So why does any of this matter? Because I need to lose weight, and about 30 pounds of it. The more weight I loose over the next 9 months is more weight I don’t have to carry with me in the field. The plan in addition with increased workouts is to really watch my “crap intake”. Less junk food and more health foods like vegetables. In my opinion diet will play a bigger part that I think. Eat good, feel good.

Recap

In conclusion, I feel that if I stay true to my training and diet and bust my ass in the gym, I will not only have an easier time handling the terrain but I will also be able to enjoy myself that much more.

Right now I am in the information gathering part of planning my trip. This will be my first hunting trip in higher elevations. If you have any tips, advice, or gear I need to look in to please send me a comment below. I’ll take anything I can get.

Thanks for reading and pleas spread the word,
Dan (DFW)

6 Responses to “Hunting Health”

  1. Mark January 22, 2015 at 12:59 pm #

    I’m an avid cyclist and hunter in Wisconsin. Cycling is a great low impact way to get cardio exercise and build leg strength. A quality bike is very affordable and can also be used for commuting, running errands, transportation etc.. As far as making your hunt easier out west – I like the k.i.s.s method – keep it simple stupid. Don’t pack anything up the mountain unless you’re certain that it will get used. I’ve hunted elk out of a tent in CO above 10,000′ – best lesson I can pass on is use the inside of your sleeping bag at night to dry out socks/clothes if they need drying out – your body heat will dry them out.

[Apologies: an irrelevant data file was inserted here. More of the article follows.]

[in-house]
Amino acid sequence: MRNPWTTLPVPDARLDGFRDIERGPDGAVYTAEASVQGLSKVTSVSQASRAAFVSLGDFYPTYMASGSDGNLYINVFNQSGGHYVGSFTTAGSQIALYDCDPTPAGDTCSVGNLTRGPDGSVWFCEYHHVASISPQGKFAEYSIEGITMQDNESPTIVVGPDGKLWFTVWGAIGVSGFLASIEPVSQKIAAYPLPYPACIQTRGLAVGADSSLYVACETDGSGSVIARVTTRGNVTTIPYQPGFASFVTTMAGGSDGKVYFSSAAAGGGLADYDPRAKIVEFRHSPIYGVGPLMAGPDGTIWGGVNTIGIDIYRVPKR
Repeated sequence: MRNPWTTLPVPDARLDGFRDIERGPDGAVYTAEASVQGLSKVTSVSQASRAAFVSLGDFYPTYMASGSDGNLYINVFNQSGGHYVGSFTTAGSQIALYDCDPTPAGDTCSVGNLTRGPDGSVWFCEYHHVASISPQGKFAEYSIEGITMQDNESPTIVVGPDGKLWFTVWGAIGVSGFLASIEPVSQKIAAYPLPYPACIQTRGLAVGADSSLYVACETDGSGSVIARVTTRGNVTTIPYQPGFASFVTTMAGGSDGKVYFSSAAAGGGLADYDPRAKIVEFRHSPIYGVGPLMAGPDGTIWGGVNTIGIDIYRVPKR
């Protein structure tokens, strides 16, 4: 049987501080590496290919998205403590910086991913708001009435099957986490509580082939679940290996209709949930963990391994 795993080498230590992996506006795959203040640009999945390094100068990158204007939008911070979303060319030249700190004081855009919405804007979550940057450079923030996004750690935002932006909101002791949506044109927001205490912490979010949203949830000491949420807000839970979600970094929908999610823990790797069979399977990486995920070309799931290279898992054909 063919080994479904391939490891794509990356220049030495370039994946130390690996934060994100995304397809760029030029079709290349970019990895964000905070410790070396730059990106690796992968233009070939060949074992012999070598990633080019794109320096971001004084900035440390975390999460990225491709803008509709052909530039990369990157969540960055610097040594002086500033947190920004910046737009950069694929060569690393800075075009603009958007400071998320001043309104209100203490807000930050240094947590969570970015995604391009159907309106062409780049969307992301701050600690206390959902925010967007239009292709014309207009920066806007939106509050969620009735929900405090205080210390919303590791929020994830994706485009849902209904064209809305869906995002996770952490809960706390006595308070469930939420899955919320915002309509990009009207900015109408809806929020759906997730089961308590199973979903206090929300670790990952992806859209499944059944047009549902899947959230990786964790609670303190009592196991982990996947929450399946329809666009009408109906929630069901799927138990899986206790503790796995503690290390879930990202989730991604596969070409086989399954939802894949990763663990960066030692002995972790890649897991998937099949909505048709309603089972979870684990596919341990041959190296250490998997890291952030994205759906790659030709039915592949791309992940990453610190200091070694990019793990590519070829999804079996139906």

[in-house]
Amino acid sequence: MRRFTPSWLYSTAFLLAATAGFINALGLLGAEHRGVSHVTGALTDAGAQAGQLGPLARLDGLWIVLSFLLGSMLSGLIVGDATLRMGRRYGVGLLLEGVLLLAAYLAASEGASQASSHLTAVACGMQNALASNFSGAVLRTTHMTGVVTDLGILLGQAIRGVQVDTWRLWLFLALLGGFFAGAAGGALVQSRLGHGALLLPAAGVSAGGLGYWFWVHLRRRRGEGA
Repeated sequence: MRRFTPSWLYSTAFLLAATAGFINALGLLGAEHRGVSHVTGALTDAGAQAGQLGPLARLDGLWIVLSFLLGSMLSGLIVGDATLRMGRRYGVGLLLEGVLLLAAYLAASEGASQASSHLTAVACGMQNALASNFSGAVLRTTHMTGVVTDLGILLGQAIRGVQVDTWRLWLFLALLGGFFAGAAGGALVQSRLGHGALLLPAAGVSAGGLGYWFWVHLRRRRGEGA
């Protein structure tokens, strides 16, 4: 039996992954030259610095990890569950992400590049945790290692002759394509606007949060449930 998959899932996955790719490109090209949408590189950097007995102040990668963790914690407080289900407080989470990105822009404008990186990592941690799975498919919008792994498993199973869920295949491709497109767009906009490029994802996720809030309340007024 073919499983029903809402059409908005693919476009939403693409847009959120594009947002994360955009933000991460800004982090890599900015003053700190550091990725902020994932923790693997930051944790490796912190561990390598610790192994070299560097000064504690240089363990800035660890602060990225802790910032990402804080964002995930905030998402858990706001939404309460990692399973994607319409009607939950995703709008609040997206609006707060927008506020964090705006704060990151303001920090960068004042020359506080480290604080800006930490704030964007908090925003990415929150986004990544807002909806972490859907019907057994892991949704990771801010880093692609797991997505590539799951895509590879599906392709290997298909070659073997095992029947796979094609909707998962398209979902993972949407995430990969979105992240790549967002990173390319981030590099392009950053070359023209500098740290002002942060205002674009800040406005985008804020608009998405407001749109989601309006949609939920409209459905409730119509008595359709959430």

• Dan Johnson January 22, 2015 at 3:26 pm #

      Thanks for the tips, Mark. I can tell you right now that bikes and myself don’t get along. 🙂

  2. Wes January 22, 2015 at 6:45 pm #

    My knees are also problematic so I enjoy the elliptical. I can’t stand swinging my arms like a moron so I just use my legs and watch a Netflix show. I lost 40 lbs sticking to a 1200 calorie diet and two hours of elliptical throughout the day (some morning, some at night). In a little under two months I was done. Check out Bodybuilding.com, they have specific plans for any goal. Jim Stopani has the shortcut to shred and it’s no joke. It’s a plan where you do 90 seconds of cardio directly between weight lifting sets with zero rest. Lift/cardio/lift. Anyway good luck and keep us posted, would love to see how you progress!

    • Dan Johnson January 23, 2015 at 12:32 pm #

      Thanks for reading Wes. I’ll have to check that out and will for sure keep everyone posted.

Trackbacks and Pingbacks

  1. The Wired To Hunt Podcast – Episode #40: The Post-Season Lull – What To Do? ‹ Wired To Hunt - January 22, 2015

    […] – Interested in hearing more about Dan’s thoughts on staying healthy and how that helps hunting, check out his most recent blog – “Hunting Health” […]

  2. The Wired To Hunt Podcast – Episode #40: The Post-Season Lull – What To Do? | Wired To Hunt - February 9, 2015

    […] – Interested in hearing more about Dan’s thoughts on staying healthy and how that helps hunting, check out his most recent blog – “Hunting Health” […]